Campaigners have expressed their disappointment after the Court of Appeal overturned a previous ruling restricting the use of puberty blockers for under-16s.
Tavistock and Portman NHS foundation trust successfully challenged the earlier verdict in the case brought by Keira Bell last year.
Bell was 16 when she was prescribed puberty blockers by the Tavistock clinic before later deciding to revert back to female. She says doctors should have challenged her more over her desire for a medical transition.
In the original case, Bell, now 24, argued that it was not possible for minors to give informed consent to puberty blockers.
The High Court agreed and ruled last year that it was unlikely under-16s would be able to understand "the immediate and long-term consequences" of taking such treatment in order to give informed consent. In certain cases, the judgment said the courts should be consulted before puberty blockers could be prescribed to minors.
This judgment was challenged by Tavistock and on Friday, lord chief justice Lord Burnett, Sir Geoffrey Vos and Lady Justice King overturned it, arguing that the High Court's intervention was "inappropriate".
"The effect of the guidance was to require applications to the court in circumstances where the divisional court (a branch of the high court) itself had recognised that there was no legal obligation to do so. It placed patients, parents and clinicians in a very difficult position," the judges said.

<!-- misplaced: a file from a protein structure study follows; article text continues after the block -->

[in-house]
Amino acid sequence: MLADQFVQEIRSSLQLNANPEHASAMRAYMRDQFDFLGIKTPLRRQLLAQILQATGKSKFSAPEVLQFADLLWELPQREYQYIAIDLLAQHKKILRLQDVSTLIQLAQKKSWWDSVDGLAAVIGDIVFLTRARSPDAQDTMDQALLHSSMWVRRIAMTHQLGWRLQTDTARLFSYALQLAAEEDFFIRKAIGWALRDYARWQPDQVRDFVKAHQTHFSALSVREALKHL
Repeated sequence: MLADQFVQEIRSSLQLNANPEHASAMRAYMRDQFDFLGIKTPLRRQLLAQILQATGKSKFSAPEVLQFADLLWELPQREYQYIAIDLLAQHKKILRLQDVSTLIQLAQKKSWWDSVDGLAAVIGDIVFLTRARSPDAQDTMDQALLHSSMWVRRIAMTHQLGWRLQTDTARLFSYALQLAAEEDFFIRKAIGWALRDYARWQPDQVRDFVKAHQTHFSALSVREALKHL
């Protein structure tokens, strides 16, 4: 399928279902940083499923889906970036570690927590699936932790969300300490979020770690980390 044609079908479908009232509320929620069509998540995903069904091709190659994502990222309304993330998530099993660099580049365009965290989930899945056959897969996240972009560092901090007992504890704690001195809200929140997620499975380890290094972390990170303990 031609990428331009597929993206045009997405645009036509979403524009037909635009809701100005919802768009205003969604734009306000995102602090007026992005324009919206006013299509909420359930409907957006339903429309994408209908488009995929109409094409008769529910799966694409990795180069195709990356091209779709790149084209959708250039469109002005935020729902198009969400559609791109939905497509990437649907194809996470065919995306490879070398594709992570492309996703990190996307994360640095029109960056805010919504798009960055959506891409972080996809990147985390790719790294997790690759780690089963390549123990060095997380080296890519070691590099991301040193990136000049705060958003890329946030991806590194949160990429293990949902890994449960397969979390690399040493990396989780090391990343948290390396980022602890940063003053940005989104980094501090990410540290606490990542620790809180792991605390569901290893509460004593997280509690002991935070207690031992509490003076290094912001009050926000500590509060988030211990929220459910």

"In practice the guidance would have the effect of denying treatment in many circumstances for want of resources to make such an application coupled with inevitable delay through court involvement."
Responding to the outcome, Bell said she was disappointed and intends to appeal to the Supreme Court.
Campaign groups critical of the use of puberty blockers by minors have also voiced their disappointment.
Transgender Trend said: "Keira Bell was 'affirmed' as a boy at the Tavistock GIDS, with no exploration of underlying factors which may have led to her gender dysphoria.
"Thus the 'affirmative care' model in itself withholds from the child the very information they need in order to give informed consent; providing only a pre-assumed certainty about the individual child's motivation and self-understanding and precluding alternative interpretations which may be useful for the child.
"Any future treatment should be centred around the developmental phases of children. It must be based upon evidence and there is no reason to revert to experimental treatments. Practitioners and clinics should reflect on the ruling of the original judges in the Bell case, even though the Court of Appeal has rejected the requirement for court intervention to sanction medical intervention.
"The key intervention must become evidence based therapeutic approaches. Only when it is evidence, rather than ideology, that underpins practice, can we honestly say our approach to treatment of gender dysphoria is driven by the premise 'first, do no harm'."
Our Duty, a parent-led group challenging gender ideology, said: "We are disappointed with today's Court of Appeal ruling. Our feelings are best conveyed in the words of Keira Bell: 'It is a fantasy and deeply concerning that any doctor could believe a 10-year-old could consent to the loss of their fertility.' Indeed, could any adolescent?"